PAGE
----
New Zealand Methodist Church OnLine History
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A short History of Methodism in Canterbury 1840-1950.

                                                  
Our Yesteryears 1840-1950
           
by W. A. Chambers

Contents
Preface
Contents
The Wesleyan Maori Mission in Canterbury
The Canterbury Wesleyan Circuit and its Divisions
The Wesleyan Day Schools           
The United Methodist Free Church in Canterbury           
The Bible Christian Church in Canterbury
The Primitive Methodist Church in Canterbury
The Union Period and Subsequent Development in Canterbury
The Connexional and Institutional Progress of North Canterbury Methodism
The Development of Methodism in South Canterbury
The Forward movement
Appendices        

            PREFACE

To survey thoroughly the history of Methodism in Canterbury in such a small volume as this, is an impossibility. Each chapter could be written at much greater length and still only a fraction of the story be told. Yet it is hoped that the following pages will give a brief panoramic view of Methodist history in the Canterbury Synodal Districts since 1839-40, when the first Wesleyan native Christian began to preach "the wonderful works of God" in Port Levy.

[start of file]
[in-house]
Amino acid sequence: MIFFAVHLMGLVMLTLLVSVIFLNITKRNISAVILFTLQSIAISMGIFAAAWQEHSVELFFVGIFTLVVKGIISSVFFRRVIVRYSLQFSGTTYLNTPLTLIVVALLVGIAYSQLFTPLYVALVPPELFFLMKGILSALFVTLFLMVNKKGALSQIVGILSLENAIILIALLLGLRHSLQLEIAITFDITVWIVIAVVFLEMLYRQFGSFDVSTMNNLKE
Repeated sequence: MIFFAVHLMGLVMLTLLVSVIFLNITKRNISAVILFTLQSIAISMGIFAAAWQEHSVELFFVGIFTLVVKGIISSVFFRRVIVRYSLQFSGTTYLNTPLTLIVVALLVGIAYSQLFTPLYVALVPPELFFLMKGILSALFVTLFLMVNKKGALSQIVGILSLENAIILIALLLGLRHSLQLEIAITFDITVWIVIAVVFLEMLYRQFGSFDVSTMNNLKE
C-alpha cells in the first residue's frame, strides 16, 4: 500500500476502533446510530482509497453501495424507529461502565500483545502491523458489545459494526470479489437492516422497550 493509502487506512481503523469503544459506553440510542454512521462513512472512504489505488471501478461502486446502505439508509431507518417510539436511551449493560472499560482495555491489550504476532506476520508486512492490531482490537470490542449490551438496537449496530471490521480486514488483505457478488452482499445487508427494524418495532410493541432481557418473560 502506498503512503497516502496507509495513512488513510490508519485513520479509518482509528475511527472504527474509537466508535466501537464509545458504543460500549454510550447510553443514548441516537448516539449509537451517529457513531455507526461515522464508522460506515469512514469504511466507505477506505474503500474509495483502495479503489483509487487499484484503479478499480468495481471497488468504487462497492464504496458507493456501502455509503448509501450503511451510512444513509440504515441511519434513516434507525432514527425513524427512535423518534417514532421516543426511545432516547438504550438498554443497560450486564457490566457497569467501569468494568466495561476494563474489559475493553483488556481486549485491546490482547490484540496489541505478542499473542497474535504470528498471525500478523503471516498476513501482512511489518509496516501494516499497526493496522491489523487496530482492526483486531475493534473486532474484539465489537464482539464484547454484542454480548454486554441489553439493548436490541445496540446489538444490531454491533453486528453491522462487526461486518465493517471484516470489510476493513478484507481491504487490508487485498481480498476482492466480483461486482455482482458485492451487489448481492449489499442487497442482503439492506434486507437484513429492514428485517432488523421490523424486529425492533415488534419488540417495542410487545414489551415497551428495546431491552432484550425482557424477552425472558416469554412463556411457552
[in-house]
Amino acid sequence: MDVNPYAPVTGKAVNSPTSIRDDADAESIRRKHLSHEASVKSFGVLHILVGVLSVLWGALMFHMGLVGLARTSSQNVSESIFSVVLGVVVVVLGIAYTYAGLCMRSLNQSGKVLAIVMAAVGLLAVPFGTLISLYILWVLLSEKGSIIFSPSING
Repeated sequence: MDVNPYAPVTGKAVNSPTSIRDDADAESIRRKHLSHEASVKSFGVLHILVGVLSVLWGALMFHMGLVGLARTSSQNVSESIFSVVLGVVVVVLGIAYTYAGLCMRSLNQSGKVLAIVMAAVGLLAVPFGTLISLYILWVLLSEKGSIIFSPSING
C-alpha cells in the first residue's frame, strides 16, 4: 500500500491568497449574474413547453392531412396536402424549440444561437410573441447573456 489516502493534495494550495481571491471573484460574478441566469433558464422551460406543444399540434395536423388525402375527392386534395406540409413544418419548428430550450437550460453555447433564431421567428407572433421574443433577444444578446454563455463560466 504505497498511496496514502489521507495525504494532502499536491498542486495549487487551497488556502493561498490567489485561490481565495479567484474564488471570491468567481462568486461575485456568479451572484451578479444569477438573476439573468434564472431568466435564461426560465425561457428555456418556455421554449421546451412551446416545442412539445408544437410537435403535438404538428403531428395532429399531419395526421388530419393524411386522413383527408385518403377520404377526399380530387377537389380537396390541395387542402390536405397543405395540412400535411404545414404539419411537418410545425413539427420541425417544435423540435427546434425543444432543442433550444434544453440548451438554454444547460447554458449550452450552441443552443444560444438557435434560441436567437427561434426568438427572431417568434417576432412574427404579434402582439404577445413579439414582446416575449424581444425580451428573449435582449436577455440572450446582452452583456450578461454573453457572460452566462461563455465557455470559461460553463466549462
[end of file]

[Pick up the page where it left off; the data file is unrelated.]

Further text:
In the first three chapters the story of the Wesleyan Church can be quite fully told from documents still in existence. Since the Wesleyan Union of 1896 however, the Bible Christian and United Methodist Free Churches have almost lost their identity in the larger body. With that identity has passed away a mass of Church records, much of which will never be recovered. In these chapters I am greatly indebted to other writers who have had documents and Minute Books at their disposal which it has not been my good fortune to read.

Knowledge of the work since 1896 comes within the bounds of living memory. Thus only trends have been recorded. Detailed work in individual Churches and Circuits must be chronicled by local writers. More particularly should attention be paid to Kaiapoi, Springston, St. Albans and Lyttelton Circuits, whose spiritual connections penetrate back into the early days of Canterbury Methodism.

The present writer owes much particularly to the Rev. H. L. Fiebig B.A., who has given much encouragement, read through the rough proofs and made helpful suggestions. Miss E. R. Thomas and members of the Connexional Office Staff have helped locate old records and many friends have supplied occasional books, records and information. The chapter on South Canterbury has been compiled from notes kindly supplied by the Rev. W. T. Blight, B.A., B.D. To all who have helped in piecing together the following story, I wish to express my thanks.

W. A. CHAMBERS
Woodend, North Canterbury.